There’s only so much cheesy awesomeness that you can pack into a single video and song, and Northern Kings get every bit of it crammed into this cover of Tina Turner’s theme for the third Mad Max movie.
For those not familiar with Northern Kings — which I’m guessing will be most readers of this site — it’s a side project featuring four of the top singers in symphonic Finnish power metal. It includes Tony Kakko (Sonata Arctica), Marco Hietala (Nightwish, Tarot), Jarkko Ahola (Terasbetoni, Dreamtale) and Juha-Pekka Leppaluoto (Charon). Up to this point, the project has been largely for fun, with the band releasing two albums of symphonic metal covers of mostly 1980s pop tunes.
Sometimes it works, as with this song and their take on Seal’s “Kiss from a Rose.” Sometimes, it’s not so great — see their lethargic and overly long version of Billy Idol’s “Rebel Yell.” And while I like them, I’m sure millions would be horrified at their galloping power metal take on Journey’s “Don’t Stop Believing” or the crunchy, dramatic version of Sinatra’s “My Way.” But you have to understand that they’re not taking themselves too seriously, so neither should we.
I have a great love of B science-fiction movies, especially those that attempt to be epic, so I have a soft spot for 1985’s “Beyond Thunderdome,” despite its teen-friendlier take on the Mad Max franchise. Over the last few months, I’ve thought many times that it might have offered a better way to choose a president — “two men enter, one man leave” — but that’s beside the point.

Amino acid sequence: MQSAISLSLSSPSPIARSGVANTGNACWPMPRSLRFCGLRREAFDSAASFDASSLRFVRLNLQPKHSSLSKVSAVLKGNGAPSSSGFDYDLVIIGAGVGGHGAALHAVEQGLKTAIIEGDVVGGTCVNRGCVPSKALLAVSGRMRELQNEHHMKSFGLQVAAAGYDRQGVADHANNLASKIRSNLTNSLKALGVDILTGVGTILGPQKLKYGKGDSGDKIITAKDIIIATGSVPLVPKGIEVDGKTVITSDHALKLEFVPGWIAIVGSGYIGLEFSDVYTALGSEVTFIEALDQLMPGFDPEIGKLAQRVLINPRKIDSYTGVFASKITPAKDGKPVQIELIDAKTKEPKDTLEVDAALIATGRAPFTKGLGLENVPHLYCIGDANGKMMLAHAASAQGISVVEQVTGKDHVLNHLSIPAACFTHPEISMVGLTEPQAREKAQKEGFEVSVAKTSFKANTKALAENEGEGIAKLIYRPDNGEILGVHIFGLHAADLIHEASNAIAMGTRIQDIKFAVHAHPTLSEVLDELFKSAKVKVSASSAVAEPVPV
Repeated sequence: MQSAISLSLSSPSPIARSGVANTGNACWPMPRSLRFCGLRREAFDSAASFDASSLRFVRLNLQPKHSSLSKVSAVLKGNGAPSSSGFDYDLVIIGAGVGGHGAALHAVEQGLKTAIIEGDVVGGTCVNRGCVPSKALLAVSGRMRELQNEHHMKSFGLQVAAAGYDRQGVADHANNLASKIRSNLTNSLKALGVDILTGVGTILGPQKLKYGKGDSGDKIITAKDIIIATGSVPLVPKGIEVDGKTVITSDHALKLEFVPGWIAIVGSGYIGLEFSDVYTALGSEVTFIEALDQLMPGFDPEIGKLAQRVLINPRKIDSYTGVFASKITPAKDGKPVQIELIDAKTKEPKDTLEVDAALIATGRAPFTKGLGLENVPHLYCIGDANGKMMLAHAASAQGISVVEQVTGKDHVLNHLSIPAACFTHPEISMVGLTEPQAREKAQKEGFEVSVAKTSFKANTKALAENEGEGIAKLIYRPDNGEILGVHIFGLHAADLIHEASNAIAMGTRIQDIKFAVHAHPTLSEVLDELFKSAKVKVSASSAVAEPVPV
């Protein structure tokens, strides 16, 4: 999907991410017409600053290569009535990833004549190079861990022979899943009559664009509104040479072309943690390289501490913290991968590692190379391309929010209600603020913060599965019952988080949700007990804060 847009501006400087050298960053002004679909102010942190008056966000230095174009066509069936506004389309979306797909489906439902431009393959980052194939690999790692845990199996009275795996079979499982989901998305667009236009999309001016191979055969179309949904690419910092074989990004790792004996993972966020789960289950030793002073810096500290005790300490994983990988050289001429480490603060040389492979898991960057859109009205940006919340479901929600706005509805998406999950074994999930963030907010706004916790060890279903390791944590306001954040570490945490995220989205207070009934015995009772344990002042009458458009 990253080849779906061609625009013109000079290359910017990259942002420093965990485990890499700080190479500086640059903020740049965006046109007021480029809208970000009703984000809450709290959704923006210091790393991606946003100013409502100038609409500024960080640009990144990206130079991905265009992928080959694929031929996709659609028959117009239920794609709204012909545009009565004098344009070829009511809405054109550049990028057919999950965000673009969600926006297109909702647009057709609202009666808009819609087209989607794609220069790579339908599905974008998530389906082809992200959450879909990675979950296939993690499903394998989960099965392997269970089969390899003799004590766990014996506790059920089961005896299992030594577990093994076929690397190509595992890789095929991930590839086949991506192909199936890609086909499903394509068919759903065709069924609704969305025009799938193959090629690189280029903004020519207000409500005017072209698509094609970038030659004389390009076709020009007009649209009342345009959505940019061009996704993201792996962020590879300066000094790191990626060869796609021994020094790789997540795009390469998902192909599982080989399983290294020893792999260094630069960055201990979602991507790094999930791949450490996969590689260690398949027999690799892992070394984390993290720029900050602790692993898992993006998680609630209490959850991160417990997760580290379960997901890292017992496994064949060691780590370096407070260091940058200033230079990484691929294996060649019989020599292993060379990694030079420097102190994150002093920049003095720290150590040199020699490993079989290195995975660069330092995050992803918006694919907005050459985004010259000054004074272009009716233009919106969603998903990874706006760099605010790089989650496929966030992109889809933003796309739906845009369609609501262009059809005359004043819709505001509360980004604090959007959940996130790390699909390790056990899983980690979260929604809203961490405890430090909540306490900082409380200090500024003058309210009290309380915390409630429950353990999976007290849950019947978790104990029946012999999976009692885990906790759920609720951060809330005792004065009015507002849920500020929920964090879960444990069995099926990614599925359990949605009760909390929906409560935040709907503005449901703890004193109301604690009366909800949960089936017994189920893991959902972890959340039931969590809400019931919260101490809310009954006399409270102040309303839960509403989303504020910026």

Tina Turner’s overly melodramatic theme song, with lyrics based on the movie and not making a whole lot of sense in any other context, was perfect for the film. It’s also perfect for this over-the-top treatment that’s even more melodramatic featuring symphonic flourishes and wailing operatic vocals. The companion video furthers the exaggerated dramatics with soaring shots of a coliseum on a mountaintop with the four singers inside, dressed in Victorian-style tuxes and tophats and playing ringmasters to a crowd of masked patrons in the balcony. The vocalists lay it on heavier as the song goes on, and if anything, it seems even more appropriate for the source film.
Much like Turner’s original song and video, it’s all a bit silly and contains more cheese than a Swiss Colony catalog. It’s also absolutely perfect. I wouldn’t have it any other way.
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